Having recently dipped my toe into the world of functional programming with both Scala and Clojure I thought it’d be useful to do a quick compare and contrast of these two JVM based languages. Firstly I’ll define what a functional programming language is and then move on to discuss the major similarities and differences between Scala and Clojure.

And so it begins

Missing jigsaw piece

Having spent more man hours than I care to think about debugging multi-threaded programs that shared state I started looking for ways to reduce these problems and get back to developing code rather than debugging it. I quickly discovered Clojure and was intrigued by its purported elegance and simplicity and have been dabbling in it for the last 6 months or so. I’ve also recently joined a MOOC, along with some of the other developers in the Edinburgh office, on functional programming in Scala. Now that I’m half way through the course I thought I’d do a quick compare and contrast of the major similarities and differences I’ve found between the languages.

Just what is functional programming exactly?

To start with I’m going to define a functional programming language simply as one that has first class functions. So, “What are first class functions?” I hear you say. Wikipedia describes them as follows as “… a programming language is said to have first-class functions if it treats functions as first-class citizens. Specifically, this means the language supports passing functions as arguments to other functions, returning them as the values from other functions, and assigning them to variables or storing them in data structures.”. As well as the languages most of us would recognise as functional (ML, Haskell, Scala, Clojure, etc.) this would also allow C and C++ to be included but not Java or C#.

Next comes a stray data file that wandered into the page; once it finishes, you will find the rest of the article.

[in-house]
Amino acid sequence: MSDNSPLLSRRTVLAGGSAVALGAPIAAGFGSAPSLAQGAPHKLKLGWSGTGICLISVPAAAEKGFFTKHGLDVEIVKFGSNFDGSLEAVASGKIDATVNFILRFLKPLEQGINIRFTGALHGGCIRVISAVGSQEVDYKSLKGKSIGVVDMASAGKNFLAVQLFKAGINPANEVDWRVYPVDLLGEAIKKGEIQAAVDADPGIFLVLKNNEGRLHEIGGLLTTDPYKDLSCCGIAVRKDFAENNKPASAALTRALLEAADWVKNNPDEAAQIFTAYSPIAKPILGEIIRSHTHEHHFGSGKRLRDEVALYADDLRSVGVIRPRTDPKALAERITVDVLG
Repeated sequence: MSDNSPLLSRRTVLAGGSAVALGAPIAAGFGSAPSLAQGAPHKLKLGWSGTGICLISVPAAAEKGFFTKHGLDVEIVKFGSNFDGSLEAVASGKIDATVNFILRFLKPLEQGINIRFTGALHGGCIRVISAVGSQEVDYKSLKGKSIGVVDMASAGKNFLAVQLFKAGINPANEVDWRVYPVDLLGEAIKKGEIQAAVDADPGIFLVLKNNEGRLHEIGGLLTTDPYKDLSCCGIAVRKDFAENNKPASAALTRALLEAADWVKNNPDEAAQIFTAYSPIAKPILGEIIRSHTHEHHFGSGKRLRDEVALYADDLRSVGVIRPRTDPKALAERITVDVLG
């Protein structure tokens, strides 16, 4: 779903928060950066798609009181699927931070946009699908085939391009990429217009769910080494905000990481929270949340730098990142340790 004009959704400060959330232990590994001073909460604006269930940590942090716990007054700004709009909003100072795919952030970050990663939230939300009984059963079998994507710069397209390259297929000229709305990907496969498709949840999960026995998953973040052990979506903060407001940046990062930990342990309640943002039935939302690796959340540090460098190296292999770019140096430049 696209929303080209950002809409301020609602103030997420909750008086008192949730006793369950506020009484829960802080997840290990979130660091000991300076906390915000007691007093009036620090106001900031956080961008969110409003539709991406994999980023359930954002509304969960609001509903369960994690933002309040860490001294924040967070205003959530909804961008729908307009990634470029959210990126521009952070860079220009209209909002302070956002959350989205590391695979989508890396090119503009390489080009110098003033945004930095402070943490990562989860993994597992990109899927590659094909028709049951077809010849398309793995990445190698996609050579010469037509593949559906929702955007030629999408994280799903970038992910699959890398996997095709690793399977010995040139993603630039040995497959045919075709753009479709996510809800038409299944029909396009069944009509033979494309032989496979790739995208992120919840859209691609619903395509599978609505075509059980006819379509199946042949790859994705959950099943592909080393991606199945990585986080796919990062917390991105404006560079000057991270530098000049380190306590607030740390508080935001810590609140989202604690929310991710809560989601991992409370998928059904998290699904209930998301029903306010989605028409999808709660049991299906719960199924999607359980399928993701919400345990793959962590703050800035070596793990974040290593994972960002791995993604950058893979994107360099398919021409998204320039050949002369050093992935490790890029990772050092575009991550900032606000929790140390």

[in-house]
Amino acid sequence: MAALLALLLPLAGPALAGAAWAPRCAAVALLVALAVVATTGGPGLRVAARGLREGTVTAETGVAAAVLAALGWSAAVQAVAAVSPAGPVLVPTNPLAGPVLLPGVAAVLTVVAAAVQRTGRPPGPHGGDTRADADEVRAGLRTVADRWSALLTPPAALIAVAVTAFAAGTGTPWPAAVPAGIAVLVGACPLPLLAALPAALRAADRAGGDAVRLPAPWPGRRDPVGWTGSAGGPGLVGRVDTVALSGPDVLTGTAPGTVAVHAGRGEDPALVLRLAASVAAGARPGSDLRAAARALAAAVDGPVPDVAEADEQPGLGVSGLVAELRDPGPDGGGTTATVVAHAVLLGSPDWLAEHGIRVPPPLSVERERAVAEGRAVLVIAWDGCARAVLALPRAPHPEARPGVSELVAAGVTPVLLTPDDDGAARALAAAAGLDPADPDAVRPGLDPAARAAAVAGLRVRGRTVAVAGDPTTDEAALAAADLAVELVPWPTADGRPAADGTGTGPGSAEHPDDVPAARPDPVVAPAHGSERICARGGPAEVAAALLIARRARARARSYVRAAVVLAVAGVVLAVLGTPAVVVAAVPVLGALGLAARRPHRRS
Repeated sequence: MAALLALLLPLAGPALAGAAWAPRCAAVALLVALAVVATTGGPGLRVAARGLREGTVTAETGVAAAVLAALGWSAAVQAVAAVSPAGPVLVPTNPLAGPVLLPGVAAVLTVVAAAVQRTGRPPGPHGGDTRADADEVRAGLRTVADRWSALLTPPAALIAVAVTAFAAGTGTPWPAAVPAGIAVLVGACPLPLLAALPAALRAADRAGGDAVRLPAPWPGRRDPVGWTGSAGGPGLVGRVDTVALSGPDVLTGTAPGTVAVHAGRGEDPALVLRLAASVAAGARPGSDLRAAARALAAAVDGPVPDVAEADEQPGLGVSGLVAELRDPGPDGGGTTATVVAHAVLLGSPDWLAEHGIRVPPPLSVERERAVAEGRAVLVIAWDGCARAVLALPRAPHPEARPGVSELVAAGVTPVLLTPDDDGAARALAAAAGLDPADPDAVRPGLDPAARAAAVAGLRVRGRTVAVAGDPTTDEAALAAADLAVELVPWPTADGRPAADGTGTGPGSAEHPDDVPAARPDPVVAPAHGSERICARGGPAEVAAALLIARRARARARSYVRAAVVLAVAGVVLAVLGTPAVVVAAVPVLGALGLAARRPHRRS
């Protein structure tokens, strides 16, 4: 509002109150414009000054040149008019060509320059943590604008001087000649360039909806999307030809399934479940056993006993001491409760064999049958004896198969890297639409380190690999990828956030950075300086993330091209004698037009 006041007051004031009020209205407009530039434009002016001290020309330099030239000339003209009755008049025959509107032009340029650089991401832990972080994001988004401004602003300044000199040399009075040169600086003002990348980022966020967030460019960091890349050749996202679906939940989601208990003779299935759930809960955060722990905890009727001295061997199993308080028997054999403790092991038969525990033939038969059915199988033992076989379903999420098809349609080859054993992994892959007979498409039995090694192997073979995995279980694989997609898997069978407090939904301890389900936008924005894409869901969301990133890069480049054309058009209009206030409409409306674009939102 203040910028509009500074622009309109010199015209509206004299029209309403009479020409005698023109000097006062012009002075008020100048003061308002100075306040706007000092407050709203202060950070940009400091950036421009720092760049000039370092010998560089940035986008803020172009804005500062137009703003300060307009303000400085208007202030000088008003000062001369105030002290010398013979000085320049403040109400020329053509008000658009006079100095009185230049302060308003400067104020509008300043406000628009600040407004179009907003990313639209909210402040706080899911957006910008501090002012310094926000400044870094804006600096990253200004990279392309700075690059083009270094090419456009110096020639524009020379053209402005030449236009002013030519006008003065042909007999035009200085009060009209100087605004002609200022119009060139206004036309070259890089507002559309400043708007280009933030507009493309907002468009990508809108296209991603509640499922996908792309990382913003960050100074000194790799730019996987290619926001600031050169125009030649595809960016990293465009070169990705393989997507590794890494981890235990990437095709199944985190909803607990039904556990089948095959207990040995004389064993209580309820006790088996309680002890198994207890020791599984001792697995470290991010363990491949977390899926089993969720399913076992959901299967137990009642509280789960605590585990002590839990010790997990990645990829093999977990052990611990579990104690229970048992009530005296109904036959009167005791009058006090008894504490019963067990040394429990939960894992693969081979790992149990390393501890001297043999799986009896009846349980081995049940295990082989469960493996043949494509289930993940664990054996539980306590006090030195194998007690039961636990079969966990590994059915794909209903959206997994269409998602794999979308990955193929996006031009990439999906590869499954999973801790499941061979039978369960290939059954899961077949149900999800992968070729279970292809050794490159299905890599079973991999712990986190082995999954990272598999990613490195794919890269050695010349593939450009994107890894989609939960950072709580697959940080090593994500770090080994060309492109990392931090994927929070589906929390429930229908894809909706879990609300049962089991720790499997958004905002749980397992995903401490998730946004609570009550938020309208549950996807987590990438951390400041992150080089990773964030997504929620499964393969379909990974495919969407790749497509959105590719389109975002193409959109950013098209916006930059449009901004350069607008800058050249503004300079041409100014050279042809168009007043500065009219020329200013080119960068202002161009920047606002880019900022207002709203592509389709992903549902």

Some things are the same…

Four yachts in a line

Firstly I’m going to take a look at what I’ve found to be the most important similarities between the two languages. The first two points apply to (almost?) all modern functional programming languages with the final one not being just limited to Scala and Clojure.

Immutable Collections

Not only do both Scala and Clojure have immutable collections, but they are used by default. “But won’t immutable collections lead to an explosion in required memory resources?” I hear you say. Only if naively implemented and both projects appear to have taken great care in how they’ve gone about implementing their implementation of them. A comparison to this thought is often made to the charges levelled at garbage collection when that was first introduced to the world. Immutable collections aren’t a panacea, they do take more resources and are slower to interact with than their mutable cousins, but the ability to more easily reason about them is a trade off I’ve often found myself willing to make.